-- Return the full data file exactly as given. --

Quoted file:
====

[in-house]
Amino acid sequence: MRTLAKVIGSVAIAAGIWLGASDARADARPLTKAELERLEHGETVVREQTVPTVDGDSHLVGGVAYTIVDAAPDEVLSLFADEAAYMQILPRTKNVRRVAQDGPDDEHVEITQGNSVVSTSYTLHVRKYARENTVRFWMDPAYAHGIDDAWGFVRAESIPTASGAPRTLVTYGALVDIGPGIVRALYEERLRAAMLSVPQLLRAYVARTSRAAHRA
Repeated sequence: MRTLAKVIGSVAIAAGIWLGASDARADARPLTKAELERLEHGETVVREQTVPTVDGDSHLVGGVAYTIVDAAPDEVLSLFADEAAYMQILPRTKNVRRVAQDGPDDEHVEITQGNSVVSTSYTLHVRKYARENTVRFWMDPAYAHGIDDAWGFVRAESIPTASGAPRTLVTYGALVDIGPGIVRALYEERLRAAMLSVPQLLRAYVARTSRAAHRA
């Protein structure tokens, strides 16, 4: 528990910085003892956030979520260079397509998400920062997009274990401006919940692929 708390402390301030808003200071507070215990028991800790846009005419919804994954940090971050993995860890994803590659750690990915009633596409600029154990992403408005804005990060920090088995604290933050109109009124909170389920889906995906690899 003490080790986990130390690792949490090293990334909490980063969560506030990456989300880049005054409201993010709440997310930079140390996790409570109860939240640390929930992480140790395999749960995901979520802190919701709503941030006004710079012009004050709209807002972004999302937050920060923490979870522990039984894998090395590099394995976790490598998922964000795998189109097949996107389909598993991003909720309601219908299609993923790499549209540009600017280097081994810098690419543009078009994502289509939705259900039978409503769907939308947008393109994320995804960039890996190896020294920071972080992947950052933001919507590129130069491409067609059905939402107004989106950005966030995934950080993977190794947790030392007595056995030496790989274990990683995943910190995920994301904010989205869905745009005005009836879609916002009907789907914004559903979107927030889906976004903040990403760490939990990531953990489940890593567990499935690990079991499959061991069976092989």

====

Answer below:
[in-house]
Amino acid sequence: MRTLAKVIGSVAIAAGIWLGASDARADARPLTKAELERLEHGETVVREQTVPTVDGDSHLVGGVAYTIVDAAPDEVLSLFADEAAYMQILPRTKNVRRVAQDGPDDEHVEITQGNSVVSTSYTLHVRKYARENTVRFWMDPAYAHGIDDAWGFVRAESIPTASGAPRTLVTYGALVDIGPGIVRALYEERLRAAMLSVPQLLRAYVARTSRAAHRA
Repeated sequence: MRTLAKVIGSVAIAAGIWLGASDARADARPLTKAELERLEHGETVVREQTVPTVDGDSHLVGGVAYTIVDAAPDEVLSLFADEAAYMQILPRTKNVRRVAQDGPDDEHVEITQGNSVVSTSYTLHVRKYARENTVRFWMDPAYAHGIDDAWGFVRAESIPTASGAPRTLVTYGALVDIGPGIVRALYEERLRAAMLSVPQLLRAYVARTSRAAHRA
């Protein structure tokens, strides 16, 4: 528990910085003892956030979520260079397509998400920062997009274990401006919940692929 708390402390301030808003200071507070215990028991800790846009005419919804994954940090971050993995860890994803590659750690990915009633596409600029154990992403408005804005990060920090088995604290933050109109009124909170389920889906995906690899 003490080790986990130390690792949490090293990334909490980063969560506030990456989300880049005054409201993010709440997310930079140390996790409570109860939240640390929930992480140790395999749960995901979520802190919701709503941030006004710079012009004050709209807002972004999302937050920060923490979870522990039984894998090395590099394995976790490598998922964000795998189109097949996107389909598993991003909720309601219908299609993923790499549209540009600017280097081994810098690419543009078009994502289509939705259900039978409503769907939308947008393109994320995804960039890996190896020294920071972080992947950052933001919507590129130069491409067609059905939402107004989106950005966030995934950080993977190794947790030392007595056995030496790989274990990683995943910190995920994301904010989205869905745009005005009836879609916002009907789907914004559903979107927030889906976004903040990403760490939990990531953990489940890593567990499935690990079991499959061991069976092989």